Panic! at the Disco is not the same band you fell in love with as a pop-punk middle schooler. Frontman Brendon Urie is the only remaining member of the band’s official lineup. Thus, Death of a Bachelor, the band’s latest release, is a solo project in all but name.
Left to his own devices, Urie has delved into a new sound that he describes as a mix of Queen and Frank Sinatra. The result falls a little flat, with overly indulgent production and unsuccessfully theatrical pizzazz that fails to captivate. But longtime fans will be pleased to discover nods to the dramatic flair that was present in Panic! At the Disco’s debut album, A Fever You Can’t Sweat Out. And while Urie might have overdone it, his unashamed celebrations of debauchery will always be entertaining at the least.
Singles “Victorious” and “Hallelujah” are both flashy, catchy, superficial tracks, complete with sing-along pop rock choruses. On “Victorious,” Urie sings triumphantly of “livin’ like a washed up celebrity.” While these are fun anthems for all the sinners out there (as Urie sees himself), they’re instantly forgettable.
Similarly, “Don’t Threaten Me With a Good Time” unabashedly salutes hedonism as Urie recalls a wild night out, complete with “champagne, cocaine, gasoline / And most things in between.” Like the Las Vegas native he is, Urie certainly doesn’t shy away from the vices of mankind. And if that wasn’t clear enough already, the music video for “Emperor’s New Clothes” features Brendon Urie literally descending into the depths of Hell and transforming into Satan. No joke.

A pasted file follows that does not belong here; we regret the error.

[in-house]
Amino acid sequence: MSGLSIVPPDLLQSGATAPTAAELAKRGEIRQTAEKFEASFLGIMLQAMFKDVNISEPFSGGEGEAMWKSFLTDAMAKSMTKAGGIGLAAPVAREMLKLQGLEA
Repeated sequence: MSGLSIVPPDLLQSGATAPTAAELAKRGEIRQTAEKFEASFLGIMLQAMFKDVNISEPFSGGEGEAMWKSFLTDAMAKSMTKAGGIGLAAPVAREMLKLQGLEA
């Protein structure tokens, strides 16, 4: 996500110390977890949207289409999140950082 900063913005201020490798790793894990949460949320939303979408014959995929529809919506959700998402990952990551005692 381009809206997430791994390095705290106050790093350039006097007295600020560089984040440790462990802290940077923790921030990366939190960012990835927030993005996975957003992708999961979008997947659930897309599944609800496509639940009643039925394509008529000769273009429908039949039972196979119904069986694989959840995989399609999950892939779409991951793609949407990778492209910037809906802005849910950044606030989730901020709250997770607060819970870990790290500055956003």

While attempts to emulate Queen-style bridges fall short of Freddie Mercury’s dazzling prowess, Urie does shine in his Frank Sinatra impression on title track “Death of a Bachelor.” Urie’s velvety croon and swelling saxophones meet stuttering beats and electronic flourishes to move the smoky Sinatra vibe into the present day. “Death of a Bachelor” really steps back and lets Urie’s voice do the talking, which is a blessing — his vocal talent is undeniable.
“LA Devotee” is the only other hidden gem on the album. With vivid imagery celebrating unapologetic materialism under the Hollywood lights, Urie delivers a catchy tribute to L.A.. Evocative lyrics such as “Swimming pools under desert skies / Drinking white wine in the blushing light” mesh flawlessly with an energetic pop rock hook.
Less impressive are the final four tracks on Death of a Bachelor. Overproduced, hollow and disjointed, they fail to achieve the punchiness of some of the album’s earlier songs. While as a whole, Panic! At the Disco’s latest album comes nowhere close to living up to the legacy of its previous work, a handful of tracks succeed in doing something new and noteworthy. The band may barely resemble the emo love affair of your early teens, but it’s still worth a shot.
Madeline Wells covers music. Contact her at [email protected].